Today I’m proud of all Kentucky officials who came together across party lines to ensure a safe and successful election. I’m proud of the resilient Kentucky voters who refused to let a virus disenfranchise them. While in so many categories Kentucky remains near the bottom, today Kentucky is first in something – conducting elections, even under extreme circumstances, and exhibiting grace under pressure.
There remain significant threats to our elections, and for that matter, our civic cohesion. Beyond cyberthreats, beyond election fraud, the greatest threat to our elections is a lack of public confidence. Despite my tireless efforts to restore public confidence in the Kentucky Secretary of State’s Office, and to enhance both the ease and the integrity of our election system, certain people outside our state have aggressively pushed a false, culturally bigoted narrative that paints Kentucky as a racist backwater that suppresses the votes of African-Americans. These cynics do so to raise money for their organizations, to sell more tickets or albums, or to attempt to remain politically relevant.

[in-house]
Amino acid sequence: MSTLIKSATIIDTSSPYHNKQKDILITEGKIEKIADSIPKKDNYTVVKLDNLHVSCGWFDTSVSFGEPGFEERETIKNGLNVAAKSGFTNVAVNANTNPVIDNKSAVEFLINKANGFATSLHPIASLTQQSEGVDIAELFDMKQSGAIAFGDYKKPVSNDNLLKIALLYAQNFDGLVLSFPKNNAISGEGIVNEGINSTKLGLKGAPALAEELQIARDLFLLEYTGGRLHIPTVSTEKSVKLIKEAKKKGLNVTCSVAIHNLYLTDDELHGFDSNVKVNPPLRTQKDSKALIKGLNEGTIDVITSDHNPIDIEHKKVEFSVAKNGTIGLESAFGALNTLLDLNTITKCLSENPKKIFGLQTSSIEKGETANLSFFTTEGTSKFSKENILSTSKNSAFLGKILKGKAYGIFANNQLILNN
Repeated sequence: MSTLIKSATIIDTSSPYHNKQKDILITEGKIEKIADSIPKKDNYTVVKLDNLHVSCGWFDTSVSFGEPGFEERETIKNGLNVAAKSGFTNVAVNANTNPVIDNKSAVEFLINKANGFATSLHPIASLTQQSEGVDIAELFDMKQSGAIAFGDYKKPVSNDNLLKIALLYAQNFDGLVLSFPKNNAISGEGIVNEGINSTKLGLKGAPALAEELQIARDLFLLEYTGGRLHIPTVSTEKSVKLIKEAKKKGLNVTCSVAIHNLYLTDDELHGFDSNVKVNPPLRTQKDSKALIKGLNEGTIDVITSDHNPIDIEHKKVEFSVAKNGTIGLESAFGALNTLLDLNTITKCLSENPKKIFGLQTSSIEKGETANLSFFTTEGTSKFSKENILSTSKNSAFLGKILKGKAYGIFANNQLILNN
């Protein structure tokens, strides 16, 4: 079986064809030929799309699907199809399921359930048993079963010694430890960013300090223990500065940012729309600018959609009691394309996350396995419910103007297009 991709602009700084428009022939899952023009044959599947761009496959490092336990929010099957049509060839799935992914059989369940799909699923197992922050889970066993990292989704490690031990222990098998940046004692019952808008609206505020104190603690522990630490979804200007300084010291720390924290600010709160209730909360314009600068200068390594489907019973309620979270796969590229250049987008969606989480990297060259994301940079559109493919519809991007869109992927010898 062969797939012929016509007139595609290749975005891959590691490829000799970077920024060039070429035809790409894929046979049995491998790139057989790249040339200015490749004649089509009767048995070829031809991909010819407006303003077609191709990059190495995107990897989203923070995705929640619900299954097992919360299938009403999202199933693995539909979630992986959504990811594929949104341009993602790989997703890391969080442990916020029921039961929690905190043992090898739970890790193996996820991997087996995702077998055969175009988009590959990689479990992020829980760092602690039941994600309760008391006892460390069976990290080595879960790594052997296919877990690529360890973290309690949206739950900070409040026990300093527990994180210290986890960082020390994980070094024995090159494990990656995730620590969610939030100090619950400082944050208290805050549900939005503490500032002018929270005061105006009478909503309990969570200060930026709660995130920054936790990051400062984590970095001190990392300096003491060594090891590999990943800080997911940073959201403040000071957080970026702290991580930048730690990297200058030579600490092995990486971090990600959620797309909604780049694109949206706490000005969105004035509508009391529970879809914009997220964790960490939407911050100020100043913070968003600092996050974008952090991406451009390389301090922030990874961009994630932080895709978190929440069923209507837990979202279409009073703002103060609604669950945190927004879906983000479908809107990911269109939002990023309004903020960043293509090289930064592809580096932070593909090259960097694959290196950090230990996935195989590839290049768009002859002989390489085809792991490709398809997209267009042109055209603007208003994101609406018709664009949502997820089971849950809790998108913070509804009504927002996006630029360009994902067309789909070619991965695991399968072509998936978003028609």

Make no mistake: this sort of misinformation is a direct threat to Kentucky’s elections.
Vacuous celebrities who spout off false information undermine confidence in our system, and thereby undermine our system. This is even worse and more unforgivable coming from persons of supposed stature like Hillary Clinton, who clearly know better.
I commend Governor Beshear and representatives of the Kentucky Democratic Party and Kentucky NAACP for speaking out against this vicious lie. I hope their courage in doing so encouraged African-Americans to vote in this primary election.
Even prominent voting rights advocate Stacey Abrams praised Governor Beshear and me on our conduct of this election. I thank Stacey Abrams for speaking truth to power and I hope her comments restore faith in our system that Hillary Clinton and others have done so much to damage.
I call on Hillary Clinton to apologize to the citizens of Kentucky, and to our public officials of both parties who worked so hard to ensure an election that was safe, and that was better orchestrated than the simultaneous election in Hillary Clinton’s “home state” of New York.